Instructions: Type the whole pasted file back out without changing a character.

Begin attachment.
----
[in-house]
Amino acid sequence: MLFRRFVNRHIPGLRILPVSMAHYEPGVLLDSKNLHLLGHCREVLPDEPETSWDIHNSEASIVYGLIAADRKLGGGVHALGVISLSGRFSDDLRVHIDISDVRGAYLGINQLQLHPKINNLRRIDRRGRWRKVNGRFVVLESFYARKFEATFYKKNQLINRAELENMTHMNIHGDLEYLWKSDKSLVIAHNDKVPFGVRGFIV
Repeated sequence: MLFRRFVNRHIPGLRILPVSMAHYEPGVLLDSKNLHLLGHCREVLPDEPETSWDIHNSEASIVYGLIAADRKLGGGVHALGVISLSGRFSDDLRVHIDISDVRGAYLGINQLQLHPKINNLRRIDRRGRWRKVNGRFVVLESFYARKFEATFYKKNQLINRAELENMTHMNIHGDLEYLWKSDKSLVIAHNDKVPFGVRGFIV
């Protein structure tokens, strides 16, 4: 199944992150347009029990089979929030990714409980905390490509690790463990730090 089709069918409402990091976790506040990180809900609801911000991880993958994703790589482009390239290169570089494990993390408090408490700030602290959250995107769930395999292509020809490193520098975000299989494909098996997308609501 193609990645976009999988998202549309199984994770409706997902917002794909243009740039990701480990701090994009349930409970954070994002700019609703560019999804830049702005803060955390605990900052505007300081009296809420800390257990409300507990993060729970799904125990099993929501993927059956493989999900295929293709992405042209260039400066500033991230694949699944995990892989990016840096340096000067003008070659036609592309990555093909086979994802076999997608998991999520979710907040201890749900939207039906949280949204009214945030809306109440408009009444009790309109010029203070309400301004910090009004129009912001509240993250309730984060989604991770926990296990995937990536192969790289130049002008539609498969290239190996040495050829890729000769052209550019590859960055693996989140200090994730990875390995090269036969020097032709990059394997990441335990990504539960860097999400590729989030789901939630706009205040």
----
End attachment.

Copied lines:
[in-house]
Amino acid sequence: MLFRRFVNRHIPGLRILPVSMAHYEPGVLLDSKNLHLLGHCREVLPDEPETSWDIHNSEASIVYGLIAADRKLGGGVHALGVISLSGRFSDDLRVHIDISDVRGAYLGINQLQLHPKINNLRRIDRRGRWRKVNGRFVVLESFYARKFEATFYKKNQLINRAELENMTHMNIHGDLEYLWKSDKSLVIAHNDKVPFGVRGFIV
Repeated sequence: MLFRRFVNRHIPGLRILPVSMAHYEPGVLLDSKNLHLLGHCREVLPDEPETSWDIHNSEASIVYGLIAADRKLGGGVHALGVISLSGRFSDDLRVHIDISDVRGAYLGINQLQLHPKINNLRRIDRRGRWRKVNGRFVVLESFYARKFEATFYKKNQLINRAELENMTHMNIHGDLEYLWKSDKSLVIAHNDKVPFGVRGFIV
């Protein structure tokens, strides 16, 4: 199944992150347009029990089979929030990714409980905390490509690790463990730090 089709069918409402990091976790506040990180809900609801911000991880993958994703790589482009390239290169570089494990993390408090408490700030602290959250995107769930395999292509020809490193520098975000299989494909098996997308609501 193609990645976009999988998202549309199984994770409706997902917002794909243009740039990701480990701090994009349930409970954070994002700019609703560019999804830049702005803060955390605990900052505007300081009296809420800390257990409300507990993060729970799904125990099993929501993927059956493989999900295929293709992405042209260039400066500033991230694949699944995990892989990016840096340096000067003008070659036609592309990555093909086979994802076999997608998991999520979710907040201890749900939207039906949280949204009214945030809306109440408009009444009790309109010029203070309400301004910090009004129009912001509240993250309730984060989604991770926990296990995937990536192969790289130049002008539609498969290239190996040495050829890729000769052209550019590859960055693996989140200090994730990875390995090269036969020097032709990059394997990441335990990504539960860097999400590729989030789901939630706009205040």